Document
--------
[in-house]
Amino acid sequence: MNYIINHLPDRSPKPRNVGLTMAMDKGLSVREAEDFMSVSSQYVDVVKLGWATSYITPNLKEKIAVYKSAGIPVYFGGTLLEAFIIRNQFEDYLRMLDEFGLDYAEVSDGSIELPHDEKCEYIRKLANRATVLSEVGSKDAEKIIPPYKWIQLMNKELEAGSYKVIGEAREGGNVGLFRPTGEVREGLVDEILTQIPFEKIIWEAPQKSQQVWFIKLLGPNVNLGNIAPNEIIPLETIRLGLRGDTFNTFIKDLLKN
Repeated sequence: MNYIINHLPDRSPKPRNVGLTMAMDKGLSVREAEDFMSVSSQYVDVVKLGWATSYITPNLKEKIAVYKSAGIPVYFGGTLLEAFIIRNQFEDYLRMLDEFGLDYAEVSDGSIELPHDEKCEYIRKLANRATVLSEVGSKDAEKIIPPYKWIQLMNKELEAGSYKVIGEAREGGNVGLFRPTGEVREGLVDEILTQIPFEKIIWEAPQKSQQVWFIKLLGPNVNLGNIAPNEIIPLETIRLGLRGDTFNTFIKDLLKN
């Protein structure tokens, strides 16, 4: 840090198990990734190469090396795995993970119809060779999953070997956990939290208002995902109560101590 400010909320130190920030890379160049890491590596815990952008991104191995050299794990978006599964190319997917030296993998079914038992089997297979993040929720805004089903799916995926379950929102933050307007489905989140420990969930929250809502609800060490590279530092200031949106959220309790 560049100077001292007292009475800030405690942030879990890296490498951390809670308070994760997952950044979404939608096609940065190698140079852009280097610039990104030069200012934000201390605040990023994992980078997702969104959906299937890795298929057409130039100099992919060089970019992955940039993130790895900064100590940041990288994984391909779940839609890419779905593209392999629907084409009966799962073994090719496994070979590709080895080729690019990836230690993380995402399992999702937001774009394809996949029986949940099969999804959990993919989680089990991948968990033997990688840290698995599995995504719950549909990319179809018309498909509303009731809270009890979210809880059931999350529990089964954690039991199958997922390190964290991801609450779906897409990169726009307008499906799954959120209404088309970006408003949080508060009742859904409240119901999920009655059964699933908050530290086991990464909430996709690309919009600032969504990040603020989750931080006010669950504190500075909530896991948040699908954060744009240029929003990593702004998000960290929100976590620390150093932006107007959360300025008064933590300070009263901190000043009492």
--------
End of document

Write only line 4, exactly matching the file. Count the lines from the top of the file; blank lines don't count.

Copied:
């Protein structure tokens, strides 16, 4: 840090198990990734190469090396795995993970119809060779999953070997956990939290208002995902109560101590 400010909320130190920030890379160049890491590596815990952008991104191995050299794990978006599964190319997917030296993998079914038992089997297979993040929720805004089903799916995926379950929102933050307007489905989140420990969930929250809502609800060490590279530092200031949106959220309790 560049100077001292007292009475800030405690942030879990890296490498951390809670308070994760997952950044979404939608096609940065190698140079852009280097610039990104030069200012934000201390605040990023994992980078997702969104959906299937890795298929057409130039100099992919060089970019992955940039993130790895900064100590940041990288994984391909779940839609890419779905593209392999629907084409009966799962073994090719496994070979590709080895080729690019990836230690993380995402399992999702937001774009394809996949029986949940099969999804959990993919989680089990991948968990033997990688840290698995599995995504719950549909990319179809018309498909509303009731809270009890979210809880059931999350529990089964954690039991199958997922390190964290991801609450779906897409990169726009307008499906799954959120209404088309970006408003949080508060009742859904409240119901999920009655059964699933908050530290086991990464909430996709690309919009600032969504990040603020989750931080006010669950504190500075909530896991948040699908954060744009240029929003990593702004998000960290929100976590620390150093932006107007959360300025008064933590300070009263901190000043009492």